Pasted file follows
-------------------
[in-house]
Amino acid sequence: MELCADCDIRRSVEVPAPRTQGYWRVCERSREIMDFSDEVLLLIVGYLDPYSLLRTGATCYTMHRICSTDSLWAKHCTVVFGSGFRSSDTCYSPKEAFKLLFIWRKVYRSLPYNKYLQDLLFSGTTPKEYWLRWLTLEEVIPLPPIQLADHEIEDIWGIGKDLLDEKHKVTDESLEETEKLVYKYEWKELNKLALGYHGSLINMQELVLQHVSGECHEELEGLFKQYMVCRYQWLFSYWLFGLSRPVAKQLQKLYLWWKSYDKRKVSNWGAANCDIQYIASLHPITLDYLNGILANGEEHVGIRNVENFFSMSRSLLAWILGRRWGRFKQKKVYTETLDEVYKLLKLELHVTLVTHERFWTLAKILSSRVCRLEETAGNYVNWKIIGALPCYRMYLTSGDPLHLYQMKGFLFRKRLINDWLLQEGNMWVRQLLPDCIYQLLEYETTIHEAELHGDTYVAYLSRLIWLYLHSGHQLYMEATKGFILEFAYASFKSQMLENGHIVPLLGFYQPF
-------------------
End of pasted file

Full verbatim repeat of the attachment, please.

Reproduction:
[in-house]
Amino acid sequence: MELCADCDIRRSVEVPAPRTQGYWRVCERSREIMDFSDEVLLLIVGYLDPYSLLRTGATCYTMHRICSTDSLWAKHCTVVFGSGFRSSDTCYSPKEAFKLLFIWRKVYRSLPYNKYLQDLLFSGTTPKEYWLRWLTLEEVIPLPPIQLADHEIEDIWGIGKDLLDEKHKVTDESLEETEKLVYKYEWKELNKLALGYHGSLINMQELVLQHVSGECHEELEGLFKQYMVCRYQWLFSYWLFGLSRPVAKQLQKLYLWWKSYDKRKVSNWGAANCDIQYIASLHPITLDYLNGILANGEEHVGIRNVENFFSMSRSLLAWILGRRWGRFKQKKVYTETLDEVYKLLKLELHVTLVTHERFWTLAKILSSRVCRLEETAGNYVNWKIIGALPCYRMYLTSGDPLHLYQMKGFLFRKRLINDWLLQEGNMWVRQLLPDCIYQLLEYETTIHEAELHGDTYVAYLSRLIWLYLHSGHQLYMEATKGFILEFAYASFKSQMLENGHIVPLLGFYQPF